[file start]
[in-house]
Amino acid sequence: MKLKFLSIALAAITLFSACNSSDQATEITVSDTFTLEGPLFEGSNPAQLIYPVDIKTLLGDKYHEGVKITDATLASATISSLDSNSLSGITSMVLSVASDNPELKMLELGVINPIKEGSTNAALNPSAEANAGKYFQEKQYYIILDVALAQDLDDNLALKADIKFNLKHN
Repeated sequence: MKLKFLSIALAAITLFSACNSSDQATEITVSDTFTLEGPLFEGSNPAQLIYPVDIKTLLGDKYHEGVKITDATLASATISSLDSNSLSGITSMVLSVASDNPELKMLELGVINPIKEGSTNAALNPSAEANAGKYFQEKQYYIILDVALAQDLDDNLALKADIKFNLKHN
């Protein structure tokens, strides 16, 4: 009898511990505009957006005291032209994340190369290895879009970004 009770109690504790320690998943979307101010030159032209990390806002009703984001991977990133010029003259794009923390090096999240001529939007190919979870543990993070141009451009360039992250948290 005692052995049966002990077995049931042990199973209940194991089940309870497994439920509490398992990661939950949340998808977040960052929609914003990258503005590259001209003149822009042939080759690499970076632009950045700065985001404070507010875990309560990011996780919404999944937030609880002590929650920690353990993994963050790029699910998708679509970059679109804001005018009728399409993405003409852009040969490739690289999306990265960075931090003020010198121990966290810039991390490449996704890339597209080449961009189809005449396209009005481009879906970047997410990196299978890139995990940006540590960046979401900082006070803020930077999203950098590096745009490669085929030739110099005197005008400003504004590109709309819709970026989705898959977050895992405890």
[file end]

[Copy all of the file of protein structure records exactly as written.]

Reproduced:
[in-house]
Amino acid sequence: MKLKFLSIALAAITLFSACNSSDQATEITVSDTFTLEGPLFEGSNPAQLIYPVDIKTLLGDKYHEGVKITDATLASATISSLDSNSLSGITSMVLSVASDNPELKMLELGVINPIKEGSTNAALNPSAEANAGKYFQEKQYYIILDVALAQDLDDNLALKADIKFNLKHN
Repeated sequence: MKLKFLSIALAAITLFSACNSSDQATEITVSDTFTLEGPLFEGSNPAQLIYPVDIKTLLGDKYHEGVKITDATLASATISSLDSNSLSGITSMVLSVASDNPELKMLELGVINPIKEGSTNAALNPSAEANAGKYFQEKQYYIILDVALAQDLDDNLALKADIKFNLKHN
């Protein structure tokens, strides 16, 4: 009898511990505009957006005291032209994340190369290895879009970004 009770109690504790320690998943979307101010030159032209990390806002009703984001991977990133010029003259794009923390090096999240001529939007190919979870543990993070141009451009360039992250948290 005692052995049966002990077995049931042990199973209940194991089940309870497994439920509490398992990661939950949340998808977040960052929609914003990258503005590259001209003149822009042939080759690499970076632009950045700065985001404070507010875990309560990011996780919404999944937030609880002590929650920690353990993994963050790029699910998708679509970059679109804001005018009728399409993405003409852009040969490739690289999306990265960075931090003020010198121990966290810039991390490449996704890339597209080449961009189809005449396209009005481009879906970047997410990196299978890139995990940006540590960046979401900082006070803020930077999203950098590096745009490669085929030739110099005197005008400003504004590109709309819709970026989705898959977050895992405890």